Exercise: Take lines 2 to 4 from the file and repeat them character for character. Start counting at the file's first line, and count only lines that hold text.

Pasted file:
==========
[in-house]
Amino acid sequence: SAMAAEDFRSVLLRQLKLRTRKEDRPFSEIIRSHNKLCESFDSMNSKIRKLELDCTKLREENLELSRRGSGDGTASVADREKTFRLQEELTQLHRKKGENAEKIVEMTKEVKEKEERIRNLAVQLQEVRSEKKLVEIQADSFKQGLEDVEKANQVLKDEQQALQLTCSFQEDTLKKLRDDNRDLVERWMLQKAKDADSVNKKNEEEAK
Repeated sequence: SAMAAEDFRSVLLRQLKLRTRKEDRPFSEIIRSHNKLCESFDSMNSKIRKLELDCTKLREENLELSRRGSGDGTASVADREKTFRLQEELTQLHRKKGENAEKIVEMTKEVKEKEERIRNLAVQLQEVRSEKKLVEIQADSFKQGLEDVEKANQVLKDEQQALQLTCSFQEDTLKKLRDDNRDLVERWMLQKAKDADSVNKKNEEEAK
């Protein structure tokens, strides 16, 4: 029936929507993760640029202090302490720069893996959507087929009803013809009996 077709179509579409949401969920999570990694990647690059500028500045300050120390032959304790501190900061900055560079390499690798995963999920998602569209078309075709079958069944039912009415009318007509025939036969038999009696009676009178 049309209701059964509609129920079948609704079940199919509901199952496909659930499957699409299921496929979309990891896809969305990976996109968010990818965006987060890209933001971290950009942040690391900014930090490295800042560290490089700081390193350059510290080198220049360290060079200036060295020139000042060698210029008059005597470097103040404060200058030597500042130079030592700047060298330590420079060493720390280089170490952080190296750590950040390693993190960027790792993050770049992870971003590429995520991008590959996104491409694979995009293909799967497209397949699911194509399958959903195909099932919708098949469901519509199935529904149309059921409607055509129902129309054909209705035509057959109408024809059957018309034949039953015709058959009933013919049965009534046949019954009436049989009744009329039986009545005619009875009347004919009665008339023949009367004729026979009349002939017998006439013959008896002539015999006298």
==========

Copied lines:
Amino acid sequence: SAMAAEDFRSVLLRQLKLRTRKEDRPFSEIIRSHNKLCESFDSMNSKIRKLELDCTKLREENLELSRRGSGDGTASVADREKTFRLQEELTQLHRKKGENAEKIVEMTKEVKEKEERIRNLAVQLQEVRSEKKLVEIQADSFKQGLEDVEKANQVLKDEQQALQLTCSFQEDTLKKLRDDNRDLVERWMLQKAKDADSVNKKNEEEAK
Repeated sequence: SAMAAEDFRSVLLRQLKLRTRKEDRPFSEIIRSHNKLCESFDSMNSKIRKLELDCTKLREENLELSRRGSGDGTASVADREKTFRLQEELTQLHRKKGENAEKIVEMTKEVKEKEERIRNLAVQLQEVRSEKKLVEIQADSFKQGLEDVEKANQVLKDEQQALQLTCSFQEDTLKKLRDDNRDLVERWMLQKAKDADSVNKKNEEEAK
């Protein structure tokens, strides 16, 4: 029936929507993760640029202090302490720069893996959507087929009803013809009996 077709179509579409949401969920999570990694990647690059500028500045300050120390032959304790501190900061900055560079390499690798995963999920998602569209078309075709079958069944039912009415009318007509025939036969038999009696009676009178 049309209701059964509609129920079948609704079940199919509901199952496909659930499957699409299921496929979309990891896809969305990976996109968010990818965006987060890209933001971290950009942040690391900014930090490295800042560290490089700081390193350059510290080198220049360290060079200036060295020139000042060698210029008059005597470097103040404060200058030597500042130079030592700047060298330590420079060493720390280089170490952080190296750590950040390693993190960027790792993050770049992870971003590429995520991008590959996104491409694979995009293909799967497209397949699911194509399958959903195909099932919708098949469901519509199935529904149309059921409607055509129902129309054909209705035509057959109408024809059957018309034949039953015709058959009933013919049965009534046949019954009436049989009744009329039986009545005619009875009347004919009665008339023949009367004729026979009349002939017998006439013959008896002539015999006298």